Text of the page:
Singapore’s government is launching a challenge that will reward successful blockchain projects with funding. In an announcement Thursday, Singapore’s Infocomm Media Development Authority (IMDA) said the challenge aims to boost blockchain innovation as part of a wider goal of the digital transformation in the city state. Continue reading Singapore Launches Blockchain Challenge with Funding Prizes
Payments giant Mastercard is fully behind supporting state-backed, central bank-issued cryptocurrencies, a senior executive has revealed. Continue reading Mastercard “Very Happy” to Support State Cryptocurrencies
Singapore’s central bank has said it is again looking at cryptocurrency regulation, appearing to amend previous comments about a hands-off approach, Reuters reported Thursday, March 1. Part of a speech quoted by various publications Thursday saw the Monetary Authority of Singapore (MAS) deputy managing director Ong Chong Tee note an “assessment” about possible new regulations of cryptocurrency in the city-state. “We are assessing if additional regulations are required for investor protection,” he said. The latest comments contrast with those of Singapore’s deputy prime minister Tharman Shanmugaratnam, who in early February 2018 told parliament that there were “no systematic risk concerns” posed by the phenomenon to the banking sector or wider economy. While Shanmugaratnam added authorities continued to “closely study” Bitcoin and associated assets, Shanmugaratnam made no mention of regulation being on the horizon.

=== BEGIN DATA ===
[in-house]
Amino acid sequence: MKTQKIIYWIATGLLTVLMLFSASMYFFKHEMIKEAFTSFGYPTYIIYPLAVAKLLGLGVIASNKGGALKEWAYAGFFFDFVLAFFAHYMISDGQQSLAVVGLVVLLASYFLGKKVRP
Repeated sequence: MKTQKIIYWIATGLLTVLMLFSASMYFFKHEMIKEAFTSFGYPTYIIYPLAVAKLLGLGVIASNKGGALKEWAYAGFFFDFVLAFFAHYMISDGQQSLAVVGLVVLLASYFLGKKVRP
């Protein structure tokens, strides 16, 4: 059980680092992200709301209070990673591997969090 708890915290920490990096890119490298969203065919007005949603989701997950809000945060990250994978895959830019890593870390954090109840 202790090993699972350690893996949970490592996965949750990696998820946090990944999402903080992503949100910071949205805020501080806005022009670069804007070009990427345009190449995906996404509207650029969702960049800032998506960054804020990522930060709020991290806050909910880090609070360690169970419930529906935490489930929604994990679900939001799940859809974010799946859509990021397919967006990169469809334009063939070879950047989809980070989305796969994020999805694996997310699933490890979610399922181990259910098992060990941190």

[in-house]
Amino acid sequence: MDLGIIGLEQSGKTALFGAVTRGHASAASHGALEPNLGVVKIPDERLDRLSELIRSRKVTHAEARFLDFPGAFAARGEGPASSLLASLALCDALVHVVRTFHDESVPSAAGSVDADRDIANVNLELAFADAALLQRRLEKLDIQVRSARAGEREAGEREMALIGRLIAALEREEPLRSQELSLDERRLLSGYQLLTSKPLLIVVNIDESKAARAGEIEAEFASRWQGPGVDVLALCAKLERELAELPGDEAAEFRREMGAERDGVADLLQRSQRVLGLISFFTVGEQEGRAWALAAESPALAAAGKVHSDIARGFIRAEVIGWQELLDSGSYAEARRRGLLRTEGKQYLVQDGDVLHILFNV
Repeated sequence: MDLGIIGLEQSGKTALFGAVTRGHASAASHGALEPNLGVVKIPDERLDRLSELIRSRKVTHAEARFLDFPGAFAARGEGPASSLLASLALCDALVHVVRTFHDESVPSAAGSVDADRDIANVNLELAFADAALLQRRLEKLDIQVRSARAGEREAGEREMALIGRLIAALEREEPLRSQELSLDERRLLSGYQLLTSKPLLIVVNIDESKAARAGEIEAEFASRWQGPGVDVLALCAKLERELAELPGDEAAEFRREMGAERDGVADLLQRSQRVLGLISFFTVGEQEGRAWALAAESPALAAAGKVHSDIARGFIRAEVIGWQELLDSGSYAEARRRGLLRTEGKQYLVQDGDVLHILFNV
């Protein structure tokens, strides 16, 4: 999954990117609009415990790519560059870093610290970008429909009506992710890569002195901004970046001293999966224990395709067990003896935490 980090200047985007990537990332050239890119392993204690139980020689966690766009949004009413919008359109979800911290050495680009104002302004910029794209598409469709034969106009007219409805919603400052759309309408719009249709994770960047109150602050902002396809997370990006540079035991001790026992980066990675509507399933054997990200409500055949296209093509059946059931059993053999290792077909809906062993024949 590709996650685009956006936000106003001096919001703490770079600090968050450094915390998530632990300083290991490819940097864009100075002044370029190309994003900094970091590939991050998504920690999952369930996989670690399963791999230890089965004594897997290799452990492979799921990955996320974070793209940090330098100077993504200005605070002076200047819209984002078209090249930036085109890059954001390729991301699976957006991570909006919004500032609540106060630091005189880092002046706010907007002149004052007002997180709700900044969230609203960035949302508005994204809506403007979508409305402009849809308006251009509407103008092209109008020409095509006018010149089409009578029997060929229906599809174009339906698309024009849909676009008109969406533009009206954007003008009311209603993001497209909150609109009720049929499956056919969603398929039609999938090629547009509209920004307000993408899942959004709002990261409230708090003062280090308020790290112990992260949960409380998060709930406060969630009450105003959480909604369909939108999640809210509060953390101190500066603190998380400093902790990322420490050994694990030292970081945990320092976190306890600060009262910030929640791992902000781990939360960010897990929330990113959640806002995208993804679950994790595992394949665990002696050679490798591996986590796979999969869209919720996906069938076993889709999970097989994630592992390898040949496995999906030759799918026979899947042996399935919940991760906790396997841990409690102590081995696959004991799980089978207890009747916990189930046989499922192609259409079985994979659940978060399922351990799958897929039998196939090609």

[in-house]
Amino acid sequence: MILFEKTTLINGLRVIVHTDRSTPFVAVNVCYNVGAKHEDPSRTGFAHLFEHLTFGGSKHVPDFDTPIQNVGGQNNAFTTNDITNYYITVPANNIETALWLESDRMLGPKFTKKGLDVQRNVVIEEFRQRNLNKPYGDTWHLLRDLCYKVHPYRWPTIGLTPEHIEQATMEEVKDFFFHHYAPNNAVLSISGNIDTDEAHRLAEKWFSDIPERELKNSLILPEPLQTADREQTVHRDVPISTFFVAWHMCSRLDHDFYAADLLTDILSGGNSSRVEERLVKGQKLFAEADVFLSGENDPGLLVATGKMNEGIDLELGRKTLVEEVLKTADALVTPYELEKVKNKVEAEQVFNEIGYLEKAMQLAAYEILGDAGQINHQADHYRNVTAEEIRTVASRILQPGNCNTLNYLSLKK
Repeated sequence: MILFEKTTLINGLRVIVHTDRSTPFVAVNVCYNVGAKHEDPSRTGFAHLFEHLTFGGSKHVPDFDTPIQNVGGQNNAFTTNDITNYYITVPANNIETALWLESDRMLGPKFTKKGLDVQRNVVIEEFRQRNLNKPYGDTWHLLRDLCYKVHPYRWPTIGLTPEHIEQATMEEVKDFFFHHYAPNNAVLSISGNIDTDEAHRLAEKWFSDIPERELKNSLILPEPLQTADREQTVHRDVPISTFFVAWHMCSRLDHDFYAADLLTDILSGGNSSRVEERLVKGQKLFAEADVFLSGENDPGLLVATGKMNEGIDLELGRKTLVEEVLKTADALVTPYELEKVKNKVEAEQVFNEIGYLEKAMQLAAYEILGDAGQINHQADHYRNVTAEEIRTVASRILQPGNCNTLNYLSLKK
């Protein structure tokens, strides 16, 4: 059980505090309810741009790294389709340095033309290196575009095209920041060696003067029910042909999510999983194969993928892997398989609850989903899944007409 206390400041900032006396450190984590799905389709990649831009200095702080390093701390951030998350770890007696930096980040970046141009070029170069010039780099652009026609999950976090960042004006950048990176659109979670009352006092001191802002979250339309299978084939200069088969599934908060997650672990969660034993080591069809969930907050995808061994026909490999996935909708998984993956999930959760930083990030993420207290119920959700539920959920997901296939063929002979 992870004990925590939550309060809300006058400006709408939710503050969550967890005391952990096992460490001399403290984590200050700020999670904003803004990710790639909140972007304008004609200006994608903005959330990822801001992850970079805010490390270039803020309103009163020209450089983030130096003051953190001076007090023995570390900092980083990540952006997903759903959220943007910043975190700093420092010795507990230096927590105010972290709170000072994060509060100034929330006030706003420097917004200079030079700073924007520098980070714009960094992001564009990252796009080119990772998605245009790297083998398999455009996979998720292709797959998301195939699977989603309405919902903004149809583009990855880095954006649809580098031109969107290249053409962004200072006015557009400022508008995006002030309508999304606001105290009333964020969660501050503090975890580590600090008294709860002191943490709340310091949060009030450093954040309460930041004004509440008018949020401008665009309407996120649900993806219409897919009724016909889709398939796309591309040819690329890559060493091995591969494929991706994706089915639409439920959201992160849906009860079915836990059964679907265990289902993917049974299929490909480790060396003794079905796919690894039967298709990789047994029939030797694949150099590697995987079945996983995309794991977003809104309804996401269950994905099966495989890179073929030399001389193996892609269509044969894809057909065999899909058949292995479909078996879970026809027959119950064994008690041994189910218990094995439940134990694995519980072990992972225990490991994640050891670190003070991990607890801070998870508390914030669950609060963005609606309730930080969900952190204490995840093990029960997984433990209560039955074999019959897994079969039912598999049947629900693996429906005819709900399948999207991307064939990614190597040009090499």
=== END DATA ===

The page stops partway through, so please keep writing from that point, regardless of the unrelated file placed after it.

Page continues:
Following a keen study on cryptocurrencies and their trading by the country’s central bank, Singapore’s deputy prime minister has stressed there is no reason to ban cryptocurrency trading among residents. Tharman Shanmugaratnam, Singapore’s deputy prime minister and minister in charge of the central bank, was speaking at a parliamentary session yesterday when he fielded questions by three Members of Parliament (MEPs) about any potential ban of cryptocurrency trading in Singapore. The questions pointedly mentioned China’s ban on domestic exchanges and South Korea’s similar – but now debunked – hostile stance with local trading markets. Is “any action…being considered to ban the trading of bitcoin currency or cryptocurrency…?” was one of the questions posed.
In an interview with Channel News Asia, Sopnendu Mohanty – chief of financial technology at the Monetary Authority of Singapore, the country’s central bank, opined bitcoin will not cause a global financial crisis in the event of a price collapse. The central bank official insisted global regulators are “getting serious about this whole cryptocurrency market”, suggesting authorities would step in with regulations when bitcoin markets continue to grow globally.
In October, the head of Singapore’s central bank insisted that bitcoin itself didn’t need any oversight as a cryptocurrency. Instead, MAS chief Ravi Menon insisted a regulator’s focus ought to be on the abuse of cryptocurrencies for illicit financing and other illegal activities. “So, those [regulatory] requirements apply to the activity around cryptocurrency, rather than the cryptocurrency itself,” Menon said at the time.